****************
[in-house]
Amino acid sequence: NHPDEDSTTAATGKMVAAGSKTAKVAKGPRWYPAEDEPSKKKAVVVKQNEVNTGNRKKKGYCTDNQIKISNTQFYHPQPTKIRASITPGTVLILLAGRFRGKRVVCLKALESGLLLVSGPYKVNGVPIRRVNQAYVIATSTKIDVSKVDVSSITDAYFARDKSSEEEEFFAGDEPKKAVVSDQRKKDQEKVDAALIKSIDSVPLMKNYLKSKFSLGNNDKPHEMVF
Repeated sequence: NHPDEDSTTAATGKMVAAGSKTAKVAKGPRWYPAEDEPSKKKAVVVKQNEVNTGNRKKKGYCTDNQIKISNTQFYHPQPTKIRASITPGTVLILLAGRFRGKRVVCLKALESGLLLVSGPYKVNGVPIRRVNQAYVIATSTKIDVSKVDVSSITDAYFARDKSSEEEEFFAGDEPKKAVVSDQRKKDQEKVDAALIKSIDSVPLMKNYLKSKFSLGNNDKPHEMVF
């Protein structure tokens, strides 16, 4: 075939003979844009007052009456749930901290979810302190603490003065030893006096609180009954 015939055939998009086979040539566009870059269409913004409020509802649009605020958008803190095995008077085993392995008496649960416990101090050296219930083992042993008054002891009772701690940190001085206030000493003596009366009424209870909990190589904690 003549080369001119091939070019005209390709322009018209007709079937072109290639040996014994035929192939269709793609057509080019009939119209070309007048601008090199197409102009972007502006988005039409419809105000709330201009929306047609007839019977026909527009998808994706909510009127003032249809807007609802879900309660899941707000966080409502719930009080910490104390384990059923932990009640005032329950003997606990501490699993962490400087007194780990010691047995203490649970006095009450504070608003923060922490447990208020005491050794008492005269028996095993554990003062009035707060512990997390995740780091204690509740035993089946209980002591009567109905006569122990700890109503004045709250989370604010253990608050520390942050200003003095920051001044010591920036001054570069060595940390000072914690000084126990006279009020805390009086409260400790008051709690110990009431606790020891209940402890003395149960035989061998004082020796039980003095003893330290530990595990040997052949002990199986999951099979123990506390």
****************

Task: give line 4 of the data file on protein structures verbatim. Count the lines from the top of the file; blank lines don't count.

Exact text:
């Protein structure tokens, strides 16, 4: 075939003979844009007052009456749930901290979810302190603490003065030893006096609180009954 015939055939998009086979040539566009870059269409913004409020509802649009605020958008803190095995008077085993392995008496649960416990101090050296219930083992042993008054002891009772701690940190001085206030000493003596009366009424209870909990190589904690 003549080369001119091939070019005209390709322009018209007709079937072109290639040996014994035929192939269709793609057509080019009939119209070309007048601008090199197409102009972007502006988005039409419809105000709330201009929306047609007839019977026909527009998808994706909510009127003032249809807007609802879900309660899941707000966080409502719930009080910490104390384990059923932990009640005032329950003997606990501490699993962490400087007194780990010691047995203490649970006095009450504070608003923060922490447990208020005491050794008492005269028996095993554990003062009035707060512990997390995740780091204690509740035993089946209980002591009567109905006569122990700890109503004045709250989370604010253990608050520390942050200003003095920051001044010591920036001054570069060595940390000072914690000084126990006279009020805390009086409260400790008051709690110990009431606790020891209940402890003395149960035989061998004082020796039980003095003893330290530990595990040997052949002990199986999951099979123990506390």